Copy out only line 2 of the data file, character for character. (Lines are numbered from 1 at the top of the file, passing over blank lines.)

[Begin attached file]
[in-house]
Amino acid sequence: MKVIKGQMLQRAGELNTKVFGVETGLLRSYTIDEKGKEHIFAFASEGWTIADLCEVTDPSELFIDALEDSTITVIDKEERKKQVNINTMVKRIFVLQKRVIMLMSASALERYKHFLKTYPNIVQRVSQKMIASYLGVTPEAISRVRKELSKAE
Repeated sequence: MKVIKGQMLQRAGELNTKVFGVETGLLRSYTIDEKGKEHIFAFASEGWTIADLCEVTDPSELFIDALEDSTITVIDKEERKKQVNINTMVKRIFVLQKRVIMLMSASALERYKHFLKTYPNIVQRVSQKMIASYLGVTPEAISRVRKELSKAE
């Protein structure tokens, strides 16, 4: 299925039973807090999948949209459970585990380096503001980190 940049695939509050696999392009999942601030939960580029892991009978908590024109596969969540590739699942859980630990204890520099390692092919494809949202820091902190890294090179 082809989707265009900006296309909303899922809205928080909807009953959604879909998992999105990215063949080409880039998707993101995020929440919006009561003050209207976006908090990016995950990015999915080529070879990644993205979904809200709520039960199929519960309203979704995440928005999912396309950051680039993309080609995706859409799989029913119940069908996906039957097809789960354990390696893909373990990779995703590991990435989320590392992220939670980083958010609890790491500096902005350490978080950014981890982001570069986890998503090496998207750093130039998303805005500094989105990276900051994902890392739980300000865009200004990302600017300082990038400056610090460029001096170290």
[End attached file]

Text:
Amino acid sequence: MKVIKGQMLQRAGELNTKVFGVETGLLRSYTIDEKGKEHIFAFASEGWTIADLCEVTDPSELFIDALEDSTITVIDKEERKKQVNINTMVKRIFVLQKRVIMLMSASALERYKHFLKTYPNIVQRVSQKMIASYLGVTPEAISRVRKELSKAE